Still another object of the present invention is to provide an insulated casing assembly capable of withstanding static and dynamic high pressure forces without casing assembly failure.
The present invention, in accordance with one embodiment thereof, comprises an insulated casing assembly including a plurality of insulated casings which, when coupled or strung together, permit fluids of high or low temperatures and pressures to flow therethrough with low heat loss and with-out leakage. Each casing comprises radially spaced outer and inner tubular seciions defining an annular space therebetween.
The annular space is filled with thermal insulating material, preferably a high efficiency multilayered insulation, and a filling poini in the outer tubular section permits the annular space to be evacuated of air and back-filled with a low con-ductivity gas to envelope the multilayered insulation and thus improve the insulating characteristics of the casing. A fluid-tight iubular bellows at each end of the casing seals the outer and inner tubular sections and allows the inner tubular section to expand or contract lengthwise relative to the outer tubular section while also protecting the insulation wilhin the annular space from the fluid. Each of the bellows is sealed to the inner tubular section at a region spaced inwardly from the respective end of the section. Thereby, when two casings are joined, a diffuser sleeve can be fitted over spaced opposing ends ~ 5~ 39-TS-2604 of adjacent inner tubular sections to inhibit fluid escape into the bellows cavity and to prevent steam impingment on the bellows assembly and coupling. Additionally, an insulated filler ring is fitted on the diffuser sleeve to inhibit heat transfer from the fluid through the gap between adjacent casings. A thread coupling is screwed onto the ends of adjacent casings to rigidly maintain them in a longitudinally coaxial relationship.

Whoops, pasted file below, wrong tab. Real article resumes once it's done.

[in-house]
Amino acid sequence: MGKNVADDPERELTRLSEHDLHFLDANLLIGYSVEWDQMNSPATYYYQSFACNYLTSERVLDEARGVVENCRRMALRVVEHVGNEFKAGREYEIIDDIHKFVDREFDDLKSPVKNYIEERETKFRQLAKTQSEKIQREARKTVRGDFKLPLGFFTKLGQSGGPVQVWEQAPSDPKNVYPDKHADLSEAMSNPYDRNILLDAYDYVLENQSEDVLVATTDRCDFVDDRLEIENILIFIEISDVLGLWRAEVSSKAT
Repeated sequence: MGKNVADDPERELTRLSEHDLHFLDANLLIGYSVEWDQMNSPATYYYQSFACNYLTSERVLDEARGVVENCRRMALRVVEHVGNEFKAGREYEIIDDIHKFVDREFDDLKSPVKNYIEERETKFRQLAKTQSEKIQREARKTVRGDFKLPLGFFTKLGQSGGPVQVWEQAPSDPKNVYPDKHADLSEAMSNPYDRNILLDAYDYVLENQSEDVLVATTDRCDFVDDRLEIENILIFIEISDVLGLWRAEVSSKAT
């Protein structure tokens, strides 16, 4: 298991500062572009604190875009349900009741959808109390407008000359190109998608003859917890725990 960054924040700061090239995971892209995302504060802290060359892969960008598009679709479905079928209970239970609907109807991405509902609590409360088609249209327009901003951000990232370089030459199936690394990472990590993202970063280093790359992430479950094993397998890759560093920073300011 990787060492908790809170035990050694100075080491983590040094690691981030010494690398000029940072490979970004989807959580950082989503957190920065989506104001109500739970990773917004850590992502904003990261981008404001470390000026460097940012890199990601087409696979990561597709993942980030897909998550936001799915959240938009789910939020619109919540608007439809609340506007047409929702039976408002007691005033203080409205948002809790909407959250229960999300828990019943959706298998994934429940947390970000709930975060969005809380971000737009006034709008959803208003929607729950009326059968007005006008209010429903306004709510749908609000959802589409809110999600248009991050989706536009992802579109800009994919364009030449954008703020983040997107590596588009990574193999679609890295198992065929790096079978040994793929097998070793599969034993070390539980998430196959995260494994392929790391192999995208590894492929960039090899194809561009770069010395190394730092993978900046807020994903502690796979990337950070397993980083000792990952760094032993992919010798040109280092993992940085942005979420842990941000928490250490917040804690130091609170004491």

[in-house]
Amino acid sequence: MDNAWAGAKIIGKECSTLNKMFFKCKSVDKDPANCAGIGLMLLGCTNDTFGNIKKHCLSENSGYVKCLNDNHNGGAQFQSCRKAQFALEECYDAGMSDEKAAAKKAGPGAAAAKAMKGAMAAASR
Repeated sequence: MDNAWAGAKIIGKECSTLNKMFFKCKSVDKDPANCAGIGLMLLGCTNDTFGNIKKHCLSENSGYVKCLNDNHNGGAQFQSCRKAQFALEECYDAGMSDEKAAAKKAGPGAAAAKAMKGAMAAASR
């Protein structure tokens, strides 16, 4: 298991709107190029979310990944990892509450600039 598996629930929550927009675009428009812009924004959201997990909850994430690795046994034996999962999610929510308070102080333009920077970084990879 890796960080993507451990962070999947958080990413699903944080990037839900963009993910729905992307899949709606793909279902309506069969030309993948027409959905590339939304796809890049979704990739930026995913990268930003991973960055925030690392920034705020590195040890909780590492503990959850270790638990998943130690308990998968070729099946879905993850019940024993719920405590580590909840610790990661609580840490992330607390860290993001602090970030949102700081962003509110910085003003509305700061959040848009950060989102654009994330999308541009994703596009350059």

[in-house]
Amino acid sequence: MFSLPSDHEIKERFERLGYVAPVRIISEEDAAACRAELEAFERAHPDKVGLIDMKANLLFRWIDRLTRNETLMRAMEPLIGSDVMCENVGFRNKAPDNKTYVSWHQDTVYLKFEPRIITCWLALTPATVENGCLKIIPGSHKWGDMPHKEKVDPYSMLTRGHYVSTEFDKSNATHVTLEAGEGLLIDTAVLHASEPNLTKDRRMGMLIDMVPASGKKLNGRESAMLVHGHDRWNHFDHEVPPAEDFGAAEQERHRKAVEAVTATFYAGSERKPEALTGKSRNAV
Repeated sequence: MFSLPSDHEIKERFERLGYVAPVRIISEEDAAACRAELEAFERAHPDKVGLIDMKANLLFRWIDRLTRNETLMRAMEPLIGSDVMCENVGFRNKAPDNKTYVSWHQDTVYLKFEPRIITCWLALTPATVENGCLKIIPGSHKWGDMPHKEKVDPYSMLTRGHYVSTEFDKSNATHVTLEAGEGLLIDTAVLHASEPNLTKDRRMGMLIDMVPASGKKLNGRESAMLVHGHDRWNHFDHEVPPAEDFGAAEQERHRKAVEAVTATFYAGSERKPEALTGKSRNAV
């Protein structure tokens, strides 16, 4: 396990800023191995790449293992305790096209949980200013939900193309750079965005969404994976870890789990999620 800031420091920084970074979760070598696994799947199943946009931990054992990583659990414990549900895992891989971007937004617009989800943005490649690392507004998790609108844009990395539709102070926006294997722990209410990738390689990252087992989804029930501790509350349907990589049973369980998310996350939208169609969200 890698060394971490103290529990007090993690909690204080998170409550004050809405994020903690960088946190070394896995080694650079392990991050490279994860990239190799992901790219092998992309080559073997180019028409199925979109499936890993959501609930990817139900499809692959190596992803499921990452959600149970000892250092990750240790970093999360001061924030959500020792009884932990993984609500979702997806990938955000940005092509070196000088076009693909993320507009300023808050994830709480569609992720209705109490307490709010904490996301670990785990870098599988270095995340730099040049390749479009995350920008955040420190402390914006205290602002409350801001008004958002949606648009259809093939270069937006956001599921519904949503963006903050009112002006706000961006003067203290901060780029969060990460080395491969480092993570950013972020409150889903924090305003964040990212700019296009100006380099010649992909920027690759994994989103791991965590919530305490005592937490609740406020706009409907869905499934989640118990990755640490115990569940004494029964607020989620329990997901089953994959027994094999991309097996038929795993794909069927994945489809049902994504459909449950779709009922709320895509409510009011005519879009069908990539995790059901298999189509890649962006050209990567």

Figure 1 is a fragmentary cross-sectional view of an insulated casing according to the present invention.
Figure 2 is a cross-sectional view of an insulated casing incorporating multilayered insulation within the annular space, taken along lines 2-2 of Figure 1.
Figure 3 is a fragmentary cross-sectional view of the insulated casing assembly including two casings and coupling means according to the present invention.
Figure 4 is an exploded fragmentary perspective view showing components of the casing assembly of the present invention separated.
Referring now to Figure 1, there is shown an insulated casing 1. The casing 1 can be joined to other insula-ted casings, in a manner to be described hereinafter, to establish a conduit for transporting fluids, particularly very high or low temperature fluids over long distances with low heat loss and withoui leakage.
The outer wall of the casing 1 is defined by an outer tubular section 2. The inner wall of the casing, which forms a flowtube through which fluids flow, is defined by an inner tubular section 3. The inner and outer tubular sections are concentric and the radial spacing of the inner and outer section walls are such as to provide an annular space 4 iherebetween .
The specific material from which the tubular sections 4~
are made, as well as its grade and thickness, will vary with the conditions ~o which the casing is subjected. Several factors must be considered. The tubular sections should be constructed o~ a material whi~h provides adequate structural support for the casing. When a primary use for the casing is to inject high pressure steam deep into the earth, the material must also be capable of withstanding the effects of excessive pressure, iemperature, and corrosion. Further, if the tubular sections undergo welding during manufacturing, a material with a suitable weldability must be selected. Steel alloys of various types are examples of materials suitable for use in forming the tubular sections 2 and 3.